Fresh from presenting our most effective, exciting and innovative work to a panel of Media Week judges, OMD UK is now looking ahead to how it can work with media owners to continue this strong showing in the future.
Global’s Media and Entertainment Week, which is currently running at our headquarters in Soho, allows us to focus on the opportunities ahead. They are sharing their most cutting-edge media propositions and consumer insights in the hope that we can collaborate to produce fantastic work and impact on our audience in a manner which will gain both media owner and advertiser a greater share of people’s lives.
Global has re-oriented their approach towards a more holistic media experience with an emphasis on their digital and social footprint. The foundation is built around not merely presenting media content but offering editorial, curatorial, and creative content. Aiming to generate content that is unique, relatable, or emotional to their audience (and ideally all three), Global have placed at the heart of their offer a social strategy which has already demonstrated impressive results.
These results, which illuminate the new approach, were outlined in the first session of the week: ‘Content Worth Sharing’. The examples ranged from the incredible organic reach of Classic FM’s thematic quizzes such as ‘How Well Can You Read Music’ or competitive mash-up promoting Disney’s Into the Woods with each example demonstrating a precise knowledge of their audience’s relatable and emotional attachment to music and composers. Another instance of editorial driven promotion was the collaboration of Netflix and Capital FM around Hallowe’en, reaching over 200,000 individuals on Facebook. Other examples demonstrated the self-promotional power of Global’s multimedia approach, such as unexpectedly massive uplift around the rebranded Radio X (formerly XFM) which ‘broke the internet’ (ie. their app and digital browser) under the sudden weight of demand.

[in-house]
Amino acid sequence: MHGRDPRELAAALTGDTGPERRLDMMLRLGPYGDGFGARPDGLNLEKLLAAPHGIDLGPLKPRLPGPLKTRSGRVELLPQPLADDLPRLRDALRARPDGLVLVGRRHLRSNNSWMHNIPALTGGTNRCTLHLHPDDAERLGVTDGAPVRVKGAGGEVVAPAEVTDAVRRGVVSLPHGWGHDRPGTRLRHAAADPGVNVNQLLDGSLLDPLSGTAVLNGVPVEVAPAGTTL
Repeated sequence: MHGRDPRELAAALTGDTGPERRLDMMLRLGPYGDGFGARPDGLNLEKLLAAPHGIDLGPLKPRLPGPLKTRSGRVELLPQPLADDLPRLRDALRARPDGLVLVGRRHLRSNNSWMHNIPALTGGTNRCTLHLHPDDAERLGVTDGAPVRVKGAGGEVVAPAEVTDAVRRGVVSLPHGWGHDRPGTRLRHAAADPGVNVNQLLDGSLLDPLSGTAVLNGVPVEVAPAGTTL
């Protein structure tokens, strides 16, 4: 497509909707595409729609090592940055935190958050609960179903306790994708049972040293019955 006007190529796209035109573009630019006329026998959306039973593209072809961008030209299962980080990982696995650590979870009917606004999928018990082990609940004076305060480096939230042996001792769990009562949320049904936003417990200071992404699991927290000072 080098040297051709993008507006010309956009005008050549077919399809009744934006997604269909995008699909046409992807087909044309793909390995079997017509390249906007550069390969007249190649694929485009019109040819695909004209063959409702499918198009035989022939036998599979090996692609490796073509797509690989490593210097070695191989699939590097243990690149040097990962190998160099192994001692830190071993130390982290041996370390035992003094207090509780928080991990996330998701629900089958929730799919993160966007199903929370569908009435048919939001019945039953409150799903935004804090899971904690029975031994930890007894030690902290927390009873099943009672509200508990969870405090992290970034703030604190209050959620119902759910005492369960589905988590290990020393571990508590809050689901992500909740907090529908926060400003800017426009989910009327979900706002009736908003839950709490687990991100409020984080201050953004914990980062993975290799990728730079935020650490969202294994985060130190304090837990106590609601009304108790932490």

The most interesting study revealed was that of PopBuzz – a multimedia digital proposition which is being brought to market for the first time. Its editorial staff were chosen for their youth (none above the age of 24) and target the increasingly difficult to reach younger Millennials or Generation Z. PopBuzz was built around a set of insights into youth culture: YouTubers are their new celebrities; they use new(er) social media channels (Snapchat, Instagram and Tumblr) alongside Twitter, Whatsapp and Facebook; and, most importantly, they communicate in content to even a greater extent than older generations (such as tagging one another in Facebook posts).
PopBuzz’s own content caters to this obsession with sharing, creating viral puff pieces but mixing in serious editorial work, do not make the mistake of thinking this is purely a group of shallow youths. The response has been electric: the average share of a PopBuzz article is 70% higher than their nearest competitor (Capital). With a number of rising YouTubers on their roster already, PopBuzz aims to weave itself into the lives of its consumers and is inviting brands to join them.
This ambition from Global to share in a significant portion of their consumer’s lives complements neatly OMD UK’s own strategy to be Culturally Connected. Weeks such as this will best demonstrate how we can work alongside advertisers and media owners not just to push messages but to make our content a desirable and, most importantly, sharable part of people’s lives.